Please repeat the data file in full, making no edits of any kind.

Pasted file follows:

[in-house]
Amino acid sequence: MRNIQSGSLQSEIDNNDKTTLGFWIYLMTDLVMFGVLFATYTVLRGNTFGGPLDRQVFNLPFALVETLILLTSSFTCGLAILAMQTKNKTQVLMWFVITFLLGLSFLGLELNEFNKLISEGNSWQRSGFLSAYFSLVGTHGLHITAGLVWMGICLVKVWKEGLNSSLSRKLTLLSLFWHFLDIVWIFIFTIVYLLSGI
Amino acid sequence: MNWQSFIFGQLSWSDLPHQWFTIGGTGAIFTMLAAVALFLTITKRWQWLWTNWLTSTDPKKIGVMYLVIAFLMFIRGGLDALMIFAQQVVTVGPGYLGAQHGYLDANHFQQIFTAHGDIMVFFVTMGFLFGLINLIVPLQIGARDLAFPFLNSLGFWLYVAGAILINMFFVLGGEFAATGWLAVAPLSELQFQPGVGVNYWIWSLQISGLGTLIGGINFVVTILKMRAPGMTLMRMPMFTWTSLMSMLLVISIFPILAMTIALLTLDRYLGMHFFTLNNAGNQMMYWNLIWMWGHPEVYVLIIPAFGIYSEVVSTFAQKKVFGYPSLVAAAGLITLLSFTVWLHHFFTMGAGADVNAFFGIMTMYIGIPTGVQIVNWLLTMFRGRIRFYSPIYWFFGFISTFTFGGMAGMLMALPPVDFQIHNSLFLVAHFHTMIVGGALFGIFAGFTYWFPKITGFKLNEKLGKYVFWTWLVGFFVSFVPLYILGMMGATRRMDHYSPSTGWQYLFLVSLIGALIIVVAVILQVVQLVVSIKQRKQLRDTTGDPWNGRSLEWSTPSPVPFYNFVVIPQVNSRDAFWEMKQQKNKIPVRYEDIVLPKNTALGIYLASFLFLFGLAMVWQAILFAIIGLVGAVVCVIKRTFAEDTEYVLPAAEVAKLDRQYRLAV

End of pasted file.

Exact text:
[in-house]
Amino acid sequence: MRNIQSGSLQSEIDNNDKTTLGFWIYLMTDLVMFGVLFATYTVLRGNTFGGPLDRQVFNLPFALVETLILLTSSFTCGLAILAMQTKNKTQVLMWFVITFLLGLSFLGLELNEFNKLISEGNSWQRSGFLSAYFSLVGTHGLHITAGLVWMGICLVKVWKEGLNSSLSRKLTLLSLFWHFLDIVWIFIFTIVYLLSGI
Amino acid sequence: MNWQSFIFGQLSWSDLPHQWFTIGGTGAIFTMLAAVALFLTITKRWQWLWTNWLTSTDPKKIGVMYLVIAFLMFIRGGLDALMIFAQQVVTVGPGYLGAQHGYLDANHFQQIFTAHGDIMVFFVTMGFLFGLINLIVPLQIGARDLAFPFLNSLGFWLYVAGAILINMFFVLGGEFAATGWLAVAPLSELQFQPGVGVNYWIWSLQISGLGTLIGGINFVVTILKMRAPGMTLMRMPMFTWTSLMSMLLVISIFPILAMTIALLTLDRYLGMHFFTLNNAGNQMMYWNLIWMWGHPEVYVLIIPAFGIYSEVVSTFAQKKVFGYPSLVAAAGLITLLSFTVWLHHFFTMGAGADVNAFFGIMTMYIGIPTGVQIVNWLLTMFRGRIRFYSPIYWFFGFISTFTFGGMAGMLMALPPVDFQIHNSLFLVAHFHTMIVGGALFGIFAGFTYWFPKITGFKLNEKLGKYVFWTWLVGFFVSFVPLYILGMMGATRRMDHYSPSTGWQYLFLVSLIGALIIVVAVILQVVQLVVSIKQRKQLRDTTGDPWNGRSLEWSTPSPVPFYNFVVIPQVNSRDAFWEMKQQKNKIPVRYEDIVLPKNTALGIYLASFLFLFGLAMVWQAILFAIIGLVGAVVCVIKRTFAEDTEYVLPAAEVAKLDRQYRLAV